Maine recently enacted a ban on contributions by corporations and labor unions to candidates for state and local office. The ban, which takes effect on January 1, 2023, does not appear to apply to contributions to Maine state PACs or political parties.
Previously, Maine had permitted corporations and unions to contribute to state and local candidates according to the same limits as contributions from individuals and PACs. With the new ban, Maine will join the slightly less than half of U.S. states that prohibit corporate contributions in some general form in connection with state and local elections. (Federal law prohibits corporate and union contributions to candidates for federal office.) A few other states, such as New Jersey, take a more targeted approach by banning contributions from corporations involved in certain regulated industries.
Of the states that ban corporate contributions generally, there are varying degrees of prohibitions. For example, like the new Maine law, Arizona prohibits corporate contributions to candidates, but permits corporate contributions to state PACs and political parties. Others, such as Texas, prohibit corporate contributions across the board. Some states, such as Ohio, that ban corporate contributions to political parties nonetheless may permit contributions to parties for certain overhead or administrative expenses. Under U.S. Supreme Court rulings, states must permit unlimited corporate contributions to ballot measure committees and super PACs (i.e., those that only make independent expenditures that are not coordinated with candidates or parties).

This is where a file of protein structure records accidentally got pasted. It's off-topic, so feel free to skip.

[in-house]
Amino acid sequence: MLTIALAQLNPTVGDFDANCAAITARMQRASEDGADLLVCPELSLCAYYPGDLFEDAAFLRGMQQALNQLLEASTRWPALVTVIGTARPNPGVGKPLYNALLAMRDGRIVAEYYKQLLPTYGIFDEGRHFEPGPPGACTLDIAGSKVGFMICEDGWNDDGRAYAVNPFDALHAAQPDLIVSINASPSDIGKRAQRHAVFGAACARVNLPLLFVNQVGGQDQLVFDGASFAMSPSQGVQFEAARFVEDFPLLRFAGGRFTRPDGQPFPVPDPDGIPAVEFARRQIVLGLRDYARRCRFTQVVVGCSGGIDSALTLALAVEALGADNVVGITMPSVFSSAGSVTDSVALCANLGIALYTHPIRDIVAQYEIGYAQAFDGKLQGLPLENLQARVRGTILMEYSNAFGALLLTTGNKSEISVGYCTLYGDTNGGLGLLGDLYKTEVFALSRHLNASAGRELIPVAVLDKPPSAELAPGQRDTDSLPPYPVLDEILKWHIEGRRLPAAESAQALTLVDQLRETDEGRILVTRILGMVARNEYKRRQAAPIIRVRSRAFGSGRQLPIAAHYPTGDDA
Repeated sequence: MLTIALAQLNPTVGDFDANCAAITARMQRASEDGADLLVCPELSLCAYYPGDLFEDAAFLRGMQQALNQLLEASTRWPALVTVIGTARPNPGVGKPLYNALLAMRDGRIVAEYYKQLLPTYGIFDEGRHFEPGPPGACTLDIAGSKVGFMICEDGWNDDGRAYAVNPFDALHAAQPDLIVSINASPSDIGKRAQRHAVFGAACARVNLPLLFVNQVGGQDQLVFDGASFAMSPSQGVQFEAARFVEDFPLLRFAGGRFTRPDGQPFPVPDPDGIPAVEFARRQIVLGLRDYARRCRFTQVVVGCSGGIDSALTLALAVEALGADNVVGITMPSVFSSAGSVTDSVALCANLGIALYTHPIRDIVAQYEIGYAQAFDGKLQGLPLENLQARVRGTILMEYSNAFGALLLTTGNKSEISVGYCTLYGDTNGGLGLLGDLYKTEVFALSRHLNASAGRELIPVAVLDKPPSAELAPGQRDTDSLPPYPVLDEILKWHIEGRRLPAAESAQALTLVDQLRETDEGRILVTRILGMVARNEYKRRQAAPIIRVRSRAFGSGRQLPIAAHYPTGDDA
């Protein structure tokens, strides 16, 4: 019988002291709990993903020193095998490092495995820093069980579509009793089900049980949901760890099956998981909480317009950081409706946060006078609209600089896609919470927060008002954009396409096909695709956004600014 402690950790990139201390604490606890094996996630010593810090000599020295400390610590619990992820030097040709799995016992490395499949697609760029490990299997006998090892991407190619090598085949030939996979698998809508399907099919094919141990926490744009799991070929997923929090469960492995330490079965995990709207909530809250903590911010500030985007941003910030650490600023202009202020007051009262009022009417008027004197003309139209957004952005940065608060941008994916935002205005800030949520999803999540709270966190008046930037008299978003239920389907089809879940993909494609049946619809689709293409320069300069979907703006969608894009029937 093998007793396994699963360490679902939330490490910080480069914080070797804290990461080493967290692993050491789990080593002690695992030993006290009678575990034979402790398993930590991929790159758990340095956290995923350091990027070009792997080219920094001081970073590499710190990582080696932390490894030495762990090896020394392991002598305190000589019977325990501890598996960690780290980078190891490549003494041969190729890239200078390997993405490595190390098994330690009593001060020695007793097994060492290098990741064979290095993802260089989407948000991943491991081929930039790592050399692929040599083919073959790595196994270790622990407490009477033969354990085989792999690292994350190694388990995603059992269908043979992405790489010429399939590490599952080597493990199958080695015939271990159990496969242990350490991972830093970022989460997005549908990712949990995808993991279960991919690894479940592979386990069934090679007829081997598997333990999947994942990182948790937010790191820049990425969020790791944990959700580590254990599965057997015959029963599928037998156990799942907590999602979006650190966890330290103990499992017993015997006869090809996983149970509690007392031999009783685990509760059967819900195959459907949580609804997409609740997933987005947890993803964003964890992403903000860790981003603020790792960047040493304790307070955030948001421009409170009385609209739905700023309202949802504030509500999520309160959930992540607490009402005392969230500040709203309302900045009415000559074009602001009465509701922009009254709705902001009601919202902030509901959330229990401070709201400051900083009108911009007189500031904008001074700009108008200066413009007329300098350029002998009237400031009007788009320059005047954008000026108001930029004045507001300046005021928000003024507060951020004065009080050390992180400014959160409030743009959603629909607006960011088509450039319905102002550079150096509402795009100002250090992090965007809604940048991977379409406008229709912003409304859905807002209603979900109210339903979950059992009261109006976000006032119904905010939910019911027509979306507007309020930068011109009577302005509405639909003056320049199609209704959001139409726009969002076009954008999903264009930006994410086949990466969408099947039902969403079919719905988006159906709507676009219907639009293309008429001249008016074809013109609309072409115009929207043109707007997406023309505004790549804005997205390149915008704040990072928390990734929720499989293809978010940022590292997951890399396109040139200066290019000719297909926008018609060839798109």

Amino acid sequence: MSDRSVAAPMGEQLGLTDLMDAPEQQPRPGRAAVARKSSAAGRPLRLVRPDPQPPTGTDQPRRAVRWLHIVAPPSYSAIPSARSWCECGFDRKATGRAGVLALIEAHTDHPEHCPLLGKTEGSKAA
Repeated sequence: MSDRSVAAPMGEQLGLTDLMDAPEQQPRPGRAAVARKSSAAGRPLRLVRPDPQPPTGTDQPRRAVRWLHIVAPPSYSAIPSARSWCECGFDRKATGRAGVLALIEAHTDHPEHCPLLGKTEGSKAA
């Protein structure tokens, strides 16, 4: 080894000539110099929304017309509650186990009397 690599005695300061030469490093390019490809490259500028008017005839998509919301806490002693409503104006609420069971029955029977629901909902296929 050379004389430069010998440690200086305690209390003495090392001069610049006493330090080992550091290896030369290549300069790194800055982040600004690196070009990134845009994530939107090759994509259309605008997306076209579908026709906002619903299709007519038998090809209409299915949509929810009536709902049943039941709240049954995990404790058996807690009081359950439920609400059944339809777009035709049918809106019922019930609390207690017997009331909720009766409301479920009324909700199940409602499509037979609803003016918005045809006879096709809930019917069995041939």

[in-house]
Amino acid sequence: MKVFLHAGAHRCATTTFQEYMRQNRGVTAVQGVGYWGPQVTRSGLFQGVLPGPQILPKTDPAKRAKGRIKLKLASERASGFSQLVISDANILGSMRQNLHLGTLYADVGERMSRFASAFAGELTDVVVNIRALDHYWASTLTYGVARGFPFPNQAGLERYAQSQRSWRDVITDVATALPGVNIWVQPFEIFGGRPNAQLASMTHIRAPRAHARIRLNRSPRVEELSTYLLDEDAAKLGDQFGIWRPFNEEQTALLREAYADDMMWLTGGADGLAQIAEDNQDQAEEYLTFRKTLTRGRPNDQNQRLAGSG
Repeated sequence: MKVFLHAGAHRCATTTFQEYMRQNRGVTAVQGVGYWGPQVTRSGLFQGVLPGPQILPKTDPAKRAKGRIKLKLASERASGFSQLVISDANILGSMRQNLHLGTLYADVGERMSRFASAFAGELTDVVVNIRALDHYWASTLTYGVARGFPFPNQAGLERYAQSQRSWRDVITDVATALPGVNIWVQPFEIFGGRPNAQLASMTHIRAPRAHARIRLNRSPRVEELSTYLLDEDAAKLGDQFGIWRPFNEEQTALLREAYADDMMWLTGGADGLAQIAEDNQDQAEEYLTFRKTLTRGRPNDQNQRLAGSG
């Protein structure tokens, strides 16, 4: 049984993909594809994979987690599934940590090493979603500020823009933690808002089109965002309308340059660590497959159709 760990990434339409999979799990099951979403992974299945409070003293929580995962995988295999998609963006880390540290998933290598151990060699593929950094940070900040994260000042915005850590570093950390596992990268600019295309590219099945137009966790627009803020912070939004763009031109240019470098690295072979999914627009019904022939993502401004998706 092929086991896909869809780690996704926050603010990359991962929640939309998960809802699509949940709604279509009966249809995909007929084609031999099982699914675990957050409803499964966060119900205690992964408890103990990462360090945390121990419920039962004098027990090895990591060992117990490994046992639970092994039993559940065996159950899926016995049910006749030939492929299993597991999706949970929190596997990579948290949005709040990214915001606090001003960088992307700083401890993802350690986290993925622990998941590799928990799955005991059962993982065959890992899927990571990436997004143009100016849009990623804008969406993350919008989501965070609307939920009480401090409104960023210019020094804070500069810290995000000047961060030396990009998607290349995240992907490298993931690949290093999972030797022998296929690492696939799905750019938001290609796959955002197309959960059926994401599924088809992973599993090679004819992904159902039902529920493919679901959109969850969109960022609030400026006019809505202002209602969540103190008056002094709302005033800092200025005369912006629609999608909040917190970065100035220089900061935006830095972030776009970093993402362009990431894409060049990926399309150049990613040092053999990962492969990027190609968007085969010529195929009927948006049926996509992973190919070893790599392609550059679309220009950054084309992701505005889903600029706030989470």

Note that, even in states that permit corporate contributions, there still may be campaign finance registration and reporting requirements associated with making such contributions. If a corporation is subject to lobbyist reporting requirements in a state, corporate contributions also may be separately covered by those reports. Additional restrictions, such as legislative session blackout periods, also may apply. Importantly, companies that hold or seek government contracts may be subject to separate “pay-to-play” contribution limits, bans, and/or reporting requirements.
Relatedly, a number of states have exemptions for corporate political activity as it relates to internal communications with their members, employees, or stockholders. The preexisting Maine law exempts from the definition of a campaign “expenditure” communications between membership organizations and their members, and between corporations and their stockholders. The new corporate contribution ban does not affect this preexisting exemption.
While independent corporate activity may not be prohibited or subject to expenditure limits under the U.S. Supreme Court’s Citizens United decision, note that there may still be registration and/or reporting requirements. Those requirements may be triggered by making “independent expenditures” that expressly advocate for the election or defeat of candidates, or by “electioneering communications” that merely reference candidates within certain pre-election time windows.
Separately, Maine recently enacted changes to its PAC registration thresholds. However, those changes do not appear to impact the state’s preexisting regulatory treatment of “out-of-state committees,” which include federal PACs. Under the preexisting law, out-of-state committees are not required to additionally register and report in Maine for making contributions in connection with state or local elections so long as they do not solicit or accept contributions earmarked for such activity.